How was our modern calendar created?
Have you ever wondered how our current calendar came into existence? Have you read the Bible and found the months different from the calendar hanging on your wall? Join me as we walk back in time to discover how our modern calendar came to be.
How did the Ancient Calendars Measure Time?
Ancient civilizations measured time with a variety of calendars. While each was different, they primarily used one of three approaches to measuring months: solar, lunar, or lunisolar.
The solar calendars are set based on the revolution of the earth around the sun. The Egyptians would be an example of an ancient civilization that used a solar calendar that consisted of 365 day years.
The lunar calendars measure time by the phases of the moon. The Sumerians used a lunar calendar. The lunar calendar consisted of twelve months per year, and the months were 29 to 30 days long depending on the month.
With the lunisolar approach, the calendar is set to acknowledge both the phases of the moon and the solar year. The biblical or Hebrew calendar would be an example of a lunisolar calendar. The years are based on the solar year, but the months are based on the phases of the moon.
How did we get our current Calendar?
The Julian calendar was introduced by the Roman Empire in 46 BC when Julius Caesar ordered a new calendar to be developed that would better follow the solar year. This calendar is named for him. The Julian calendar is still in use by the Eastern Orthodox churches to set the holidays. This calendar was used for centuries before being replaced by the Gregorian calendar.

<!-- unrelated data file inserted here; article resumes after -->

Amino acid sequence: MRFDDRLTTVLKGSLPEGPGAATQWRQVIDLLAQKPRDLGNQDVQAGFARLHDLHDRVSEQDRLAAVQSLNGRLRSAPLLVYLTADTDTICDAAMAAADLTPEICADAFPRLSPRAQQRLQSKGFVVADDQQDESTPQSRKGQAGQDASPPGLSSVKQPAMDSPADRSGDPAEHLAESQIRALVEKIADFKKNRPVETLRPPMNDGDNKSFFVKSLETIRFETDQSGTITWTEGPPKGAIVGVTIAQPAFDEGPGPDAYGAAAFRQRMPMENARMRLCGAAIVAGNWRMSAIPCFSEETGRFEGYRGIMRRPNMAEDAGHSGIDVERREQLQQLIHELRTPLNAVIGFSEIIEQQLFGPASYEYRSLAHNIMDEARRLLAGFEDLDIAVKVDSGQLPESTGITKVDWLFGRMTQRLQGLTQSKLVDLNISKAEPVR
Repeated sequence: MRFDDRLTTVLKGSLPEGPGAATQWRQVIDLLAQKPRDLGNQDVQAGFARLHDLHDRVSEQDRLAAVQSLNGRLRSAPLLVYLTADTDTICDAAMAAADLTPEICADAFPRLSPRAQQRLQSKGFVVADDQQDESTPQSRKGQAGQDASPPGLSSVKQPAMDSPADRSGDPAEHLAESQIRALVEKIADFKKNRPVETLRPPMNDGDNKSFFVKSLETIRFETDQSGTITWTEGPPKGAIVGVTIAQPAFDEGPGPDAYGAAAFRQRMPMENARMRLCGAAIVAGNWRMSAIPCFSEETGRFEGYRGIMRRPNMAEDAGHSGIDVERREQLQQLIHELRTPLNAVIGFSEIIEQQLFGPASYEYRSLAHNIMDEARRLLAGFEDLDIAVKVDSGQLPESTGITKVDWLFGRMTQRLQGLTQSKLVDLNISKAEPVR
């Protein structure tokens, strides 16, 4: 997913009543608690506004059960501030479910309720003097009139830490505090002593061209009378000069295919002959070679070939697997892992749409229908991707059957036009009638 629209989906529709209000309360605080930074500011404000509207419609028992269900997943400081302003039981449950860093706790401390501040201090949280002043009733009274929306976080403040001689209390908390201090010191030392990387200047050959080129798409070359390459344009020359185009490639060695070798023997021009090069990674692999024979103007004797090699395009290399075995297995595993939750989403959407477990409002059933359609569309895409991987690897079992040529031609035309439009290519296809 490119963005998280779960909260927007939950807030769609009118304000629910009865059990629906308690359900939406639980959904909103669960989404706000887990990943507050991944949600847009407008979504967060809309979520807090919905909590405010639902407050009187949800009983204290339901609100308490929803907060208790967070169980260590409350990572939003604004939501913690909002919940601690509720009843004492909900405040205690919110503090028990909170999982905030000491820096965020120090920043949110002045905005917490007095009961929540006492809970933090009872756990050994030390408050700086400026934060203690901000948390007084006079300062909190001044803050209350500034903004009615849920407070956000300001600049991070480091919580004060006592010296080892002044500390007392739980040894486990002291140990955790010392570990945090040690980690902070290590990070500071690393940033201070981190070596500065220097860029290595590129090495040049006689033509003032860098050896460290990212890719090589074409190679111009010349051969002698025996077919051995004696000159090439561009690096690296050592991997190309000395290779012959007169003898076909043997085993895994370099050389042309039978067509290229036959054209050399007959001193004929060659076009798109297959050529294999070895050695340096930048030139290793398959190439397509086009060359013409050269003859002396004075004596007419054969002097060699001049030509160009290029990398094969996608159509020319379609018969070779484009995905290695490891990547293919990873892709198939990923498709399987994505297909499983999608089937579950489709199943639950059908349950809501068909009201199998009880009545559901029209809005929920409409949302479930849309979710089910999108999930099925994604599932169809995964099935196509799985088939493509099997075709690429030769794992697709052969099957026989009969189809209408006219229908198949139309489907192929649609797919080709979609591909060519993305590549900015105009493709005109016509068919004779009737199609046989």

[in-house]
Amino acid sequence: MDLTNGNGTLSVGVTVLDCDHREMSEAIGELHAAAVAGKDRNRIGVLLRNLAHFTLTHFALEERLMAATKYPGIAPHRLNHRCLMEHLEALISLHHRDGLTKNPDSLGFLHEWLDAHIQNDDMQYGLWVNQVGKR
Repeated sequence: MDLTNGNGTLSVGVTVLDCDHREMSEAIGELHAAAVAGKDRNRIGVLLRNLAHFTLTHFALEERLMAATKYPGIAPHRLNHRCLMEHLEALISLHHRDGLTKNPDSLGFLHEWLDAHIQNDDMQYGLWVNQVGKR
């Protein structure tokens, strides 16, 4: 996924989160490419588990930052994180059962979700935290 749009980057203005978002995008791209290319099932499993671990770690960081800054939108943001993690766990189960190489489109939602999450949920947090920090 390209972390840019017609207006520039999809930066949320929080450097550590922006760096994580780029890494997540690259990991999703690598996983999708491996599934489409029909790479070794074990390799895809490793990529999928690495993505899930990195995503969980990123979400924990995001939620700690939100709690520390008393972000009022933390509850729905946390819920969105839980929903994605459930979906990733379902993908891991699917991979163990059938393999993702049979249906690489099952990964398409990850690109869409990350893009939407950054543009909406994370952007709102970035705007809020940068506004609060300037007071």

The Gregorian calendar, sometimes referred to as the Christian calendar, was introduced in 1582. Under Pope Gregory XIII, the Julian calendar was revised. Revisions included adding a leap year every fourth year and changing how the holiday of Easter is determined. Today, the Gregorian calendar is used throughout the world.
How are Days Measured on Different Calendars?
Gregorian days: The days of the week came from the Mesopotamian Empire and are related to celestial bodies. Our days are measured from midnight to midnight. Weeks are seven days in length, beginning with Sunday. The names of the days came from the planets of Hellenistic astrology.
- Sunday - Sun
- Monday - Moon
- Tuesday – Mars
- Wednesday – Mercury
- Thursday – Jupiter
- Friday – Venus
- Saturday - Saturn
Hebrew Calendar: The day is measured from sunset to sunset. The days of the week are named according to their relationship to the Sabbath day.
- Sunday - the first day after Sabbath
- Monday - the second day after Sabbath
- Tuesday – the third day after Sabbath
- Wednesday – the fourth day after Sabbath
- Thursday – the fifth day after Sabbath
- Friday – the sixth day after Sabbath
- Saturday - Sabbath
How were the Months of the Year Named?
On the Gregorian calendar, months are named for Roman gods, officials, holidays, or related to Latin numbers. There are twelve months in the year on our modern calendar.
- January – the Roman god Janus
- February – the Roman holiday Ferua
- March – the Roman god Mars
- April – the Roman goddess Aphrodite
- May - the Roman goddess Maia
- June - the Roman god Juno
- July – the Roman Caesar Julius
- August - the Roman Caesar Augustus
- September – Latin for seventh month
- October - Latin for eighth month
- November - Latin for ninth month
- December - Latin for tenth month
Each month consists of 28 to 31 days.
How are Year Measured on the Modern Calendar?
The years on the Gregorian calendar are calculated in relation to the birth of Jesus.
That is a brief overview of how we came to have our modern calendar and how the days and months came to have their names.
When considering our modern calendar, it always brings me back to Genesis, when God established the beginning of time (Genesis 1:1).
So teach us to number our days, That we may gain a heart of wisdom. Psalm 90:12 NKJV